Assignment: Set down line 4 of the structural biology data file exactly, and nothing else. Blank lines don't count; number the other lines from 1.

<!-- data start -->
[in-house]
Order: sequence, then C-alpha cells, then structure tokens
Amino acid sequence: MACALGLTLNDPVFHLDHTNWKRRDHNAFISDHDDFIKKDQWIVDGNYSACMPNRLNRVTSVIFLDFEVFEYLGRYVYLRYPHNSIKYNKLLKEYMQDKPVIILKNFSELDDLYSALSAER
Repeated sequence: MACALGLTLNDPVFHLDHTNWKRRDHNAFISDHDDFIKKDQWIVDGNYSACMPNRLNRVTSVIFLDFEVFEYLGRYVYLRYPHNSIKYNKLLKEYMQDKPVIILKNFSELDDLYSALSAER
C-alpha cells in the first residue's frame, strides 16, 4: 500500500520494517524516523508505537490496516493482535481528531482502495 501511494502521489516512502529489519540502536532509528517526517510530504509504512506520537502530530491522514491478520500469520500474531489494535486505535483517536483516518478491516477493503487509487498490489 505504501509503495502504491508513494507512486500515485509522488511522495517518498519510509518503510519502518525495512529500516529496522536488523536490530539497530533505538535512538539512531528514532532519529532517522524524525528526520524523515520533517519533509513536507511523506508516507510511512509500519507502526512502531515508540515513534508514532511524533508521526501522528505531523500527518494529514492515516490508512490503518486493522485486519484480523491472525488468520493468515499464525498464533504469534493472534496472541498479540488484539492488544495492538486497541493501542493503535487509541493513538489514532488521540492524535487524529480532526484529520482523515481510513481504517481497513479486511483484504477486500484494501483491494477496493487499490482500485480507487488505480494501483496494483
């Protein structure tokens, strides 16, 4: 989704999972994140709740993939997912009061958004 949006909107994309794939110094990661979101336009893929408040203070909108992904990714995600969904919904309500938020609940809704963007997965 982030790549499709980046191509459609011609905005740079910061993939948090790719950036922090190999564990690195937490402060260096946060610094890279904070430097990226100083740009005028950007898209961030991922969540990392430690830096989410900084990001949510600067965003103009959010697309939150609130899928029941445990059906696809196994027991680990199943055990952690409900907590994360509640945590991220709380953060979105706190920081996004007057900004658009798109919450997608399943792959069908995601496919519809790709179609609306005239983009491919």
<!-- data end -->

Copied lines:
Repeated sequence: MACALGLTLNDPVFHLDHTNWKRRDHNAFISDHDDFIKKDQWIVDGNYSACMPNRLNRVTSVIFLDFEVFEYLGRYVYLRYPHNSIKYNKLLKEYMQDKPVIILKNFSELDDLYSALSAER